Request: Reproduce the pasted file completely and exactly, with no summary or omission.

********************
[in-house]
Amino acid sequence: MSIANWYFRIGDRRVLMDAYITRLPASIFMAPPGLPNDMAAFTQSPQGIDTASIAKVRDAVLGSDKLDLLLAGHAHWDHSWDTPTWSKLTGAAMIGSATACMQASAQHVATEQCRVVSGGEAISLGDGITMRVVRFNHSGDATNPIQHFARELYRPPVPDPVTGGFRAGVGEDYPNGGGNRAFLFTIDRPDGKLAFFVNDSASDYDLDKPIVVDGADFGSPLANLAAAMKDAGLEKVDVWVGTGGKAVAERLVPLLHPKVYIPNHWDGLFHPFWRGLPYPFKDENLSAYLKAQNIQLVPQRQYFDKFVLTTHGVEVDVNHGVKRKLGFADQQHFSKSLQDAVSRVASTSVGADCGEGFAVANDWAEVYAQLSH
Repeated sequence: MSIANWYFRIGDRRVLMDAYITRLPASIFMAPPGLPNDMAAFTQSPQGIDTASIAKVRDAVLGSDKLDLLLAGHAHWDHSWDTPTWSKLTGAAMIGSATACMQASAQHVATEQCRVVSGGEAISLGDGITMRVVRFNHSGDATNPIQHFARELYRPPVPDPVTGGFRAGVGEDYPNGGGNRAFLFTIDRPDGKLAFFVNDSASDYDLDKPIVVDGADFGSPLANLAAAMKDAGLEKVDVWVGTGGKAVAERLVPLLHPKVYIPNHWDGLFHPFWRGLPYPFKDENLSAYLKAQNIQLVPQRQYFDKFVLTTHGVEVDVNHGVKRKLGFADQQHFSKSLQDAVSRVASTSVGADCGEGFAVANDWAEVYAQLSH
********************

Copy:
[in-house]
Amino acid sequence: MSIANWYFRIGDRRVLMDAYITRLPASIFMAPPGLPNDMAAFTQSPQGIDTASIAKVRDAVLGSDKLDLLLAGHAHWDHSWDTPTWSKLTGAAMIGSATACMQASAQHVATEQCRVVSGGEAISLGDGITMRVVRFNHSGDATNPIQHFARELYRPPVPDPVTGGFRAGVGEDYPNGGGNRAFLFTIDRPDGKLAFFVNDSASDYDLDKPIVVDGADFGSPLANLAAAMKDAGLEKVDVWVGTGGKAVAERLVPLLHPKVYIPNHWDGLFHPFWRGLPYPFKDENLSAYLKAQNIQLVPQRQYFDKFVLTTHGVEVDVNHGVKRKLGFADQQHFSKSLQDAVSRVASTSVGADCGEGFAVANDWAEVYAQLSH
Repeated sequence: MSIANWYFRIGDRRVLMDAYITRLPASIFMAPPGLPNDMAAFTQSPQGIDTASIAKVRDAVLGSDKLDLLLAGHAHWDHSWDTPTWSKLTGAAMIGSATACMQASAQHVATEQCRVVSGGEAISLGDGITMRVVRFNHSGDATNPIQHFARELYRPPVPDPVTGGFRAGVGEDYPNGGGNRAFLFTIDRPDGKLAFFVNDSASDYDLDKPIVVDGADFGSPLANLAAAMKDAGLEKVDVWVGTGGKAVAERLVPLLHPKVYIPNHWDGLFHPFWRGLPYPFKDENLSAYLKAQNIQLVPQRQYFDKFVLTTHGVEVDVNHGVKRKLGFADQQHFSKSLQDAVSRVASTSVGADCGEGFAVANDWAEVYAQLSH